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Medicina interna de México

versión impresa ISSN 0186-4866

Resumen

NARES-TORICES, Miguel Ángel; GONZALEZ-MARTINEZ, Armando; MARTINEZ-AYUSO, Francisco Agustín  y  MORALES-FERNANDEZ, Manuel Orlando. Hypoglycemia: Time is brain. What are we doing wrong?. Med. interna Méx. [online]. 2018, vol.34, n.6, pp.881-895. ISSN 0186-4866.  http://dx.doi.org/10.24245/mim.v34i6.2040.

Acute complications of diabetes account for approximately 20 to 30% of adult patients hospitalized in the emergency department. Approximately 90% of all patients recei-ving insulin experience at least one episode of hypoglycemia. As serum glucose levels decrease, a series of responses in the body occurs in a staggered fashion. The first triggered mechanism of defense is the cessation of insulin production in pancreatic B cells, appearing at approximately 80 mg/dL. Second, increased glucagon secretion appears around 68 mg/dL. Brain tissue consumes approximately 25% of total body consumption in its post-absorptive state. Serum glucose crosses the blood-brain barrier through the capillaries by diffusion facilitated by the GLUT-1 transporter. The most sensitive areas to decreased glycemic intake are the cortex, hippocampus and striatum. This article provides an overview of hypoglycemia pathophysiology, with emphasis on its deleterious effects on brain tissue, as well as its approach to physicians in the emergency department.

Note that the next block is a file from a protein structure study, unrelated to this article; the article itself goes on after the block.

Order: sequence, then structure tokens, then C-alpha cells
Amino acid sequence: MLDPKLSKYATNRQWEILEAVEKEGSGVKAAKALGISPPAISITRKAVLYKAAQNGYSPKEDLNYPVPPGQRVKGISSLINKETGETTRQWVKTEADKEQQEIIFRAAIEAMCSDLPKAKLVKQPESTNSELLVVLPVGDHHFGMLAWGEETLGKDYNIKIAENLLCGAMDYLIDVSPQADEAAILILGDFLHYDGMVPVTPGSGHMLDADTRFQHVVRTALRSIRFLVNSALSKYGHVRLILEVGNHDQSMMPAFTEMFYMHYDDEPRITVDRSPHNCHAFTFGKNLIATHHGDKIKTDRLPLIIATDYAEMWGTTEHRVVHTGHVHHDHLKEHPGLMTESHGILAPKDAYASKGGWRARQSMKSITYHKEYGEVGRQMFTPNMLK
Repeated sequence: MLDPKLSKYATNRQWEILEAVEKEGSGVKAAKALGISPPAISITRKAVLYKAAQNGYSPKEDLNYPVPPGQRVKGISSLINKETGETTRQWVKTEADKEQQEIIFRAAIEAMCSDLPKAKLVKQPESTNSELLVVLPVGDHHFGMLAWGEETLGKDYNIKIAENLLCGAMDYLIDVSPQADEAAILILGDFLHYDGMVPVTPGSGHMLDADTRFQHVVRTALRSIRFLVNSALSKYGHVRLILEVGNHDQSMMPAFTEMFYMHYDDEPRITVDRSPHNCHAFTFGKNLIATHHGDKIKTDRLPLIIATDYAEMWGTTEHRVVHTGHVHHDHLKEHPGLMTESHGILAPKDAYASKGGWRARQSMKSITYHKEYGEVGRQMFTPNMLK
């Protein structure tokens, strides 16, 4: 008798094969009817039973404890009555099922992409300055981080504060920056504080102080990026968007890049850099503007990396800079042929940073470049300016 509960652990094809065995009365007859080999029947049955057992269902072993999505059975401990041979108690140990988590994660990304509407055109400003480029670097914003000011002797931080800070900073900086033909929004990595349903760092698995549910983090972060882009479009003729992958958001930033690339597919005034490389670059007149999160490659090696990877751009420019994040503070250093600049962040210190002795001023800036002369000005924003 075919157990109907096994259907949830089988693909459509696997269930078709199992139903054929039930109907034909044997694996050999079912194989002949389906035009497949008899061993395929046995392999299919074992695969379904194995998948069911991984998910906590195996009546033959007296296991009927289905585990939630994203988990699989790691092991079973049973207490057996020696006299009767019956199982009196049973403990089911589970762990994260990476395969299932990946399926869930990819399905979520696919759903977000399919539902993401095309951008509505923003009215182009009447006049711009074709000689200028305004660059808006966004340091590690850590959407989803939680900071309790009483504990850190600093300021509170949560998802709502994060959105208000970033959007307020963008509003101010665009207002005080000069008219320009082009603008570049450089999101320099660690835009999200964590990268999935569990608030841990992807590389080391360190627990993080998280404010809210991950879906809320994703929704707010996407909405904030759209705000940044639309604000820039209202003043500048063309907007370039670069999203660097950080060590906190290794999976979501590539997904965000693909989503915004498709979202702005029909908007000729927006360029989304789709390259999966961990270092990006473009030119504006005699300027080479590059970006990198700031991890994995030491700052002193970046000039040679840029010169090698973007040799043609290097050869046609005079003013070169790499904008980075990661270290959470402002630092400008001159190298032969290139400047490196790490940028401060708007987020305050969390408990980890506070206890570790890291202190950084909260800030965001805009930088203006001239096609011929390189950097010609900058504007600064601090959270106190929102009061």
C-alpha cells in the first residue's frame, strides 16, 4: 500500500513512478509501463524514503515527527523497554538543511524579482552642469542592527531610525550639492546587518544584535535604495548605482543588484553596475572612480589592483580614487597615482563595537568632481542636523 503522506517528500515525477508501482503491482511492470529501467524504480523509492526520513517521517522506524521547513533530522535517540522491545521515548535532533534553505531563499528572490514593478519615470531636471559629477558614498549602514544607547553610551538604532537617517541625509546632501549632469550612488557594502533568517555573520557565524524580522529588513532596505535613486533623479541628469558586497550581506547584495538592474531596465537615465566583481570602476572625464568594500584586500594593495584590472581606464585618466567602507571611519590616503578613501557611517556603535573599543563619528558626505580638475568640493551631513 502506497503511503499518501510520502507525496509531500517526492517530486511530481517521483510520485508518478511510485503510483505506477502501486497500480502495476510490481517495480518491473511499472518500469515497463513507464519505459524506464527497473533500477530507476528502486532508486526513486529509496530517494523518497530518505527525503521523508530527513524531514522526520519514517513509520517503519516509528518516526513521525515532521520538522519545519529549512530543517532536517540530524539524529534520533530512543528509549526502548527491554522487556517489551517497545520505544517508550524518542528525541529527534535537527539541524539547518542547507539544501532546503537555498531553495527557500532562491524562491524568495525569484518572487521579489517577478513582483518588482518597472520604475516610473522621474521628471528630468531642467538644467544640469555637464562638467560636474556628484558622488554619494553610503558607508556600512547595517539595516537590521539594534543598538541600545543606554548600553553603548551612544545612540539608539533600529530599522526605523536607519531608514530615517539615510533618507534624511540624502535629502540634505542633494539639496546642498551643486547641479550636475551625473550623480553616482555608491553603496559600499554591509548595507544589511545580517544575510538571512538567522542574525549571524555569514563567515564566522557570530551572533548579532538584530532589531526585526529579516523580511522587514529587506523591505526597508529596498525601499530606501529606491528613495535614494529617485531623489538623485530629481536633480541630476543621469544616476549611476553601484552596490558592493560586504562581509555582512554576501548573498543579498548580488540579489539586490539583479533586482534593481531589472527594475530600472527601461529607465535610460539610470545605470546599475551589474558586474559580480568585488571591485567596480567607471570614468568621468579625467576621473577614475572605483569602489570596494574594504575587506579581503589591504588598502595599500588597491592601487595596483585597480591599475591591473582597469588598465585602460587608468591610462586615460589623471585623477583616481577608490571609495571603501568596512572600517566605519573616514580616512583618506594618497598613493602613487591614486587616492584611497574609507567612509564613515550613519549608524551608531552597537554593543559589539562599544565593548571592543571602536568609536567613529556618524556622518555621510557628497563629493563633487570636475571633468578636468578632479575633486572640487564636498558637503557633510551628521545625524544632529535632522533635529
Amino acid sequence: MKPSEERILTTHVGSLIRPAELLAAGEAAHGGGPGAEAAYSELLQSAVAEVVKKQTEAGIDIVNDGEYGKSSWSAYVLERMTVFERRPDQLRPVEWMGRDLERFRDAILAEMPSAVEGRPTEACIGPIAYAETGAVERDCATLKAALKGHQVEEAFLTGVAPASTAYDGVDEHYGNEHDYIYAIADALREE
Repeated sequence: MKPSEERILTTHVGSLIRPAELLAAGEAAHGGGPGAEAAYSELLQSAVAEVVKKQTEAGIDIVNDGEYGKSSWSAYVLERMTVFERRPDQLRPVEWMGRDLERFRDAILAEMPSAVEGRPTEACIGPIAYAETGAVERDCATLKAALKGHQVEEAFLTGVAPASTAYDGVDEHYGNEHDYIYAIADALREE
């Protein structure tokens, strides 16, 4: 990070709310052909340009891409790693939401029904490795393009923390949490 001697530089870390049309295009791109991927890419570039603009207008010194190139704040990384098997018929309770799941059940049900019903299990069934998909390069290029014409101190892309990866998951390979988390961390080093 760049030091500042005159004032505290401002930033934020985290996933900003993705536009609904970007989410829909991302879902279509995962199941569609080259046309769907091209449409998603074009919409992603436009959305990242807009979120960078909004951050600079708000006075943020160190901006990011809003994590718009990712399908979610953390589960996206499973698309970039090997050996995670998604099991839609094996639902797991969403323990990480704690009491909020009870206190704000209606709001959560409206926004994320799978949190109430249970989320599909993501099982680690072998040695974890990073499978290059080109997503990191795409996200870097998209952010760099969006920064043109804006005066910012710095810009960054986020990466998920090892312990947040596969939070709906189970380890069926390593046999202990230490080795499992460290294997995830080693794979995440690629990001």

Palabras llave : Hypoglycemia; Brain death; Glucose; Glucagon.

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